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What would you do – another airplane etiquette question

by Mark P. McDonald  |  June 23, 2010  |  2 Comments

A while ago I wrote about a conundrum I faced on a flight with a passenger in seat 19A who decided that it was ok to drive the back of his seat into my knee.  I posed the question, what you would do about it.

Now I pose another question.  In this case it’s a passenger in seat 13J and instead of sitting behind them I am access the aisle on a 12-hour flight from London to Singapore – en route to Sydney.  Here is the rub.  I had planned to do a bunch of work on the flight – after all 12 hours without the internet or cell phone ringing is a gift that should not be wasted.

Here is the rub, there is no person sitting in 13K meaning that the person across the aisle from me has an open seat, while the seat next to me is full.  So I asked the person sitting next to me the following questions:

I was wondering if you were planning on working on the flight?

It got a puzzled look, so I explained.

I was hoping to do a lot of work on the flight and the seat next to you is open.  I was wondering if we might switch seats to I could use the open seat for workspace?

She looked at me, and then said that she had to think about it.

Then she tipped her seatback, put on her earphones and started a movie.

I guess it will take her some time to think about it.

How should I think about this?

What would you do either as the person sitting in 13J, with the open seat that she does not plan to use?

Or, me the person looking for the space. Was I rude to ask?

I just find it interesting how people respond and I have more often than not been happy to change seats so a couple could sit together that kind of thing.  Am I a chump for doing this?

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Category: personal-observation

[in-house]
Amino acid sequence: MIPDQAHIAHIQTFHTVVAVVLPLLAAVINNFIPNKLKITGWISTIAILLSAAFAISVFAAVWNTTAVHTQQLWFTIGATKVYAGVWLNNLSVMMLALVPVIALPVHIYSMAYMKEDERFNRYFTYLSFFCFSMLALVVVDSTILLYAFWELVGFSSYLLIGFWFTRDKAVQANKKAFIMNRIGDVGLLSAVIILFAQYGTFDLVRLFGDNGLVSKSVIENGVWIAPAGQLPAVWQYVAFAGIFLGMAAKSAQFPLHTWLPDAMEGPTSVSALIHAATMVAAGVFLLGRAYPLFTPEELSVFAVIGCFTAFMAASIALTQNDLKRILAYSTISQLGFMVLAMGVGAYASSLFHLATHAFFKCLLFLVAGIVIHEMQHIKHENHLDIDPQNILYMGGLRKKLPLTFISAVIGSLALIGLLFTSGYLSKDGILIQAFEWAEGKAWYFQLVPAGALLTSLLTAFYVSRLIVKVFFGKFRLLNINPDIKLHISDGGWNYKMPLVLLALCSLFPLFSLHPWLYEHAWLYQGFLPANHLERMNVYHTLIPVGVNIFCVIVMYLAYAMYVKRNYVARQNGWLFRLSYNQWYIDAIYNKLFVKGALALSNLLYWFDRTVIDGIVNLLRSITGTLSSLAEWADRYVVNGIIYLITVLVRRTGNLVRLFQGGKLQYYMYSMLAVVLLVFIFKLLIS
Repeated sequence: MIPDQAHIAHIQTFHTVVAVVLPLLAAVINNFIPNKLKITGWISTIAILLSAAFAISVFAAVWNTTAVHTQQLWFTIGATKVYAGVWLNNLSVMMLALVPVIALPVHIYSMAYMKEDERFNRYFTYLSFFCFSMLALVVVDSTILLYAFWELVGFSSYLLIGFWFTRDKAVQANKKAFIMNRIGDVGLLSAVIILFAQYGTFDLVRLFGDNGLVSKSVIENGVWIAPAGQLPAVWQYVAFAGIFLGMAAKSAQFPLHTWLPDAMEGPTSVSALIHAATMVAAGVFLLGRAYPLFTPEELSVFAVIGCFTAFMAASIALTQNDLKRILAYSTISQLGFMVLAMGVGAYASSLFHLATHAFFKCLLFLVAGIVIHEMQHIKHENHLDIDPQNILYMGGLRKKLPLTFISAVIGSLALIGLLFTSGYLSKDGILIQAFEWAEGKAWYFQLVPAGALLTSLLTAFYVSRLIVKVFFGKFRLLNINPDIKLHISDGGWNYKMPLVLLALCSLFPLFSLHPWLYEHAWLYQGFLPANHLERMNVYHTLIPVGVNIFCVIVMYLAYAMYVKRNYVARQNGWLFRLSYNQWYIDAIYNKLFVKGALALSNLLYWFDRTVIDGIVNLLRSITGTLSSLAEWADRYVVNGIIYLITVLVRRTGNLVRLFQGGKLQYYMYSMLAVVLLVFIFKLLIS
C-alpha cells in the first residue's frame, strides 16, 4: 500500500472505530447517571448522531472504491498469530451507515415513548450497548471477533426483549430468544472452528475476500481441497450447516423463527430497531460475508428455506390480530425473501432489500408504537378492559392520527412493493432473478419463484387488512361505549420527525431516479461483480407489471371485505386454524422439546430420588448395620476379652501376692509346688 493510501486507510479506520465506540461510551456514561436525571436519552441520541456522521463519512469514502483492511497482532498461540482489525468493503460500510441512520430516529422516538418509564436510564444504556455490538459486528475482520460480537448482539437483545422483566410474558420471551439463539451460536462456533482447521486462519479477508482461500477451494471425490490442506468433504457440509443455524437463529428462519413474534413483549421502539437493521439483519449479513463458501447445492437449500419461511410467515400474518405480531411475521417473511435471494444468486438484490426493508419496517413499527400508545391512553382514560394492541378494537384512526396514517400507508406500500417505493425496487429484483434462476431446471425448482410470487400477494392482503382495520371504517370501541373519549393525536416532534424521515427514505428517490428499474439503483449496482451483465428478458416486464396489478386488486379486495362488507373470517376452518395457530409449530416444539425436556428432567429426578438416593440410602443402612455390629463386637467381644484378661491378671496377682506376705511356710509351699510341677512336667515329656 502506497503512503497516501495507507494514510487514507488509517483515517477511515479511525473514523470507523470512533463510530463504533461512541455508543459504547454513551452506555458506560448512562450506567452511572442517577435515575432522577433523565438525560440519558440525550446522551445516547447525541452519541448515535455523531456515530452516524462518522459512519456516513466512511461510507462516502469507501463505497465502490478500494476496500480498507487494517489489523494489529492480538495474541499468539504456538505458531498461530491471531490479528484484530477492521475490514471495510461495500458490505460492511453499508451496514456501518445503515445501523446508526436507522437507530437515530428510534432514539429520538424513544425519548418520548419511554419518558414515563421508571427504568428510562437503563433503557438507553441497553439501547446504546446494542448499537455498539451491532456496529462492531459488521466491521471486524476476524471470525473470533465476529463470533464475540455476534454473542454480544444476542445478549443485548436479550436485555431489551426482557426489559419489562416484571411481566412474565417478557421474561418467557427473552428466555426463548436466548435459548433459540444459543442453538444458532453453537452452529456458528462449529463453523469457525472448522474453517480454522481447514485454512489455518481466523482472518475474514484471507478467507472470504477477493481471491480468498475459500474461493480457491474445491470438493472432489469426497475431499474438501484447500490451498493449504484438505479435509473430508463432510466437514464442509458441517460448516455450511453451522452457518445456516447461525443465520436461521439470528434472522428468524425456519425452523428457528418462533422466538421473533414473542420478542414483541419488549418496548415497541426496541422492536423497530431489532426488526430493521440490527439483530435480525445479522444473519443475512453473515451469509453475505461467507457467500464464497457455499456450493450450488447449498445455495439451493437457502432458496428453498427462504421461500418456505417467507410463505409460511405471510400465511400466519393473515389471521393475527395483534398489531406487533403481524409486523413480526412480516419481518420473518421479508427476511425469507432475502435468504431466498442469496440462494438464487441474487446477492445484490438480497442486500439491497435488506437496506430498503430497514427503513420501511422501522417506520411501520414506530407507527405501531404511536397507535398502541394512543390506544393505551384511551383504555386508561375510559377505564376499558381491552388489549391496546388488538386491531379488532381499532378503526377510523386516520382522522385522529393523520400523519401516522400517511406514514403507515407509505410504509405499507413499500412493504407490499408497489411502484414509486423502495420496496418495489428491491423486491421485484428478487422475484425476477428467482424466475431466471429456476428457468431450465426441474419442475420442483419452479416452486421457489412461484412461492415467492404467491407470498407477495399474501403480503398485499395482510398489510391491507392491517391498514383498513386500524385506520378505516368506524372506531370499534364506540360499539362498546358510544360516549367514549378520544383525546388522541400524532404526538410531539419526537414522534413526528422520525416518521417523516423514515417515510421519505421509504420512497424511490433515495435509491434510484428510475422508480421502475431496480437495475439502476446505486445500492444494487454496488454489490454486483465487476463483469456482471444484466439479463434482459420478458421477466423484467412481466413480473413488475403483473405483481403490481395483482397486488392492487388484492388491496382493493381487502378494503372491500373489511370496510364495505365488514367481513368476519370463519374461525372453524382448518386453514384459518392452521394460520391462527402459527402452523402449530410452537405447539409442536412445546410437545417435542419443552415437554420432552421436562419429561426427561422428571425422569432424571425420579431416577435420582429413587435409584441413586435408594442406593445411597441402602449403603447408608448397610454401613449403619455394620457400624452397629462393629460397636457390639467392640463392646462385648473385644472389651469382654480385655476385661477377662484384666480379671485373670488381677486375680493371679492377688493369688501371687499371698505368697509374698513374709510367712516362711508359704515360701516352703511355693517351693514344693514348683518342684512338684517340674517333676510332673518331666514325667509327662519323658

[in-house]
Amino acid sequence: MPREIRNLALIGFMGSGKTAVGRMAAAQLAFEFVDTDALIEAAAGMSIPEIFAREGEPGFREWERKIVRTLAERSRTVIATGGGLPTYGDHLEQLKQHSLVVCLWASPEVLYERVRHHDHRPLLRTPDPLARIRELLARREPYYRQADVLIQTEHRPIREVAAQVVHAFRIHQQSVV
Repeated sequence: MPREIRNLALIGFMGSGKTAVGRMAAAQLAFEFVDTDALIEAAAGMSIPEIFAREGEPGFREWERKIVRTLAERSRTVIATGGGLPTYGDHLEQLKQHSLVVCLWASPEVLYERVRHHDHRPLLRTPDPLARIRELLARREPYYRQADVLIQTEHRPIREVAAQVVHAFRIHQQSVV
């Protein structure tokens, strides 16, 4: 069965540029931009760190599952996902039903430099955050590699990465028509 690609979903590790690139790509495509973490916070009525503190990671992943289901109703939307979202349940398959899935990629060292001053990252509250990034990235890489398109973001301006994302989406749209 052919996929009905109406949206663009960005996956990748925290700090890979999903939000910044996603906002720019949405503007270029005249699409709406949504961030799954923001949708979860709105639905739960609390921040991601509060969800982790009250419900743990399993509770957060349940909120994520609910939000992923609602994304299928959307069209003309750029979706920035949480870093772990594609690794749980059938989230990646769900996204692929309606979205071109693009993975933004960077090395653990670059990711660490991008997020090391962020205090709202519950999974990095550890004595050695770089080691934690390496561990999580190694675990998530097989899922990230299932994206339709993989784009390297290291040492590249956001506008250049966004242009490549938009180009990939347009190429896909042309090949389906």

Mark McDonald, Ph.D., is a Vice President and Fellow Emeritus in Gartner for General Managers Program.

Thoughts on What would you do – another airplane etiquette question

  1. David Whelan says:

    Sounds like you fly with some real jerks. Seats are a problem, but my knees usually extend far enough that the seat in front of me meets resistance almost immediately. It’s a bit passive aggressive but I’ve never had to ask anyone to put their seat up.

    If I’d been sitting next to an empty seat and someone had indicated they’d like to swap and I was going to end up with an equivalent seat (aisle for aisle, same row, the swapped seat wasn’t otherwise being encroached upon by the seat neighbor’s love handles or audible string concerti), the gracious thing to do would be to swap. I guess someone see unused space as a luxury.

  2. Mark McDonald says:

    I wanted to share a ‘private’ email response I received regarding the post. This person represents the counter position.



    I just posted a blog entry for today and found yours scanning the other postings.

    Sorry to sound like a jerk, but I wouldn’t want to give up my seat (maybe I would do it against my desire for karma or if you caught me in a good mood, but I wouldn’t want to is the point). An open seat is valuable. It is worth something – some people (maybe this woman is one) try hard to get one. Frequent fliers can sometimes finagle them or take effort to get seated next to one. In rare cases someone actually pays for it. It could just be a gift of luck, or karmic payback for a previous flight with an armrest hog. Granted, if the woman is small and not extending her elbows maybe she doesn’t need it, but that’s rare. My natural pose here at home is to have my elbows hanging about 3 inches out from the armrest. And she can already see your seat has a seatback eating up the space.

    As for the other situation, I don’t think people who slam their seats back have good etiquette. I always go back gradually, look as I go, and often don’t go back as far as I could. But, unfortunately, it’s their right – more than you’re entitled to the space in front of you. I just do what you did – stand my ground and see what gives. Lately my issue has been with people that keep it back after being told to prepare for landing – I’m looking forward to those last few minutes of open space and get annoyed when they don’t come.

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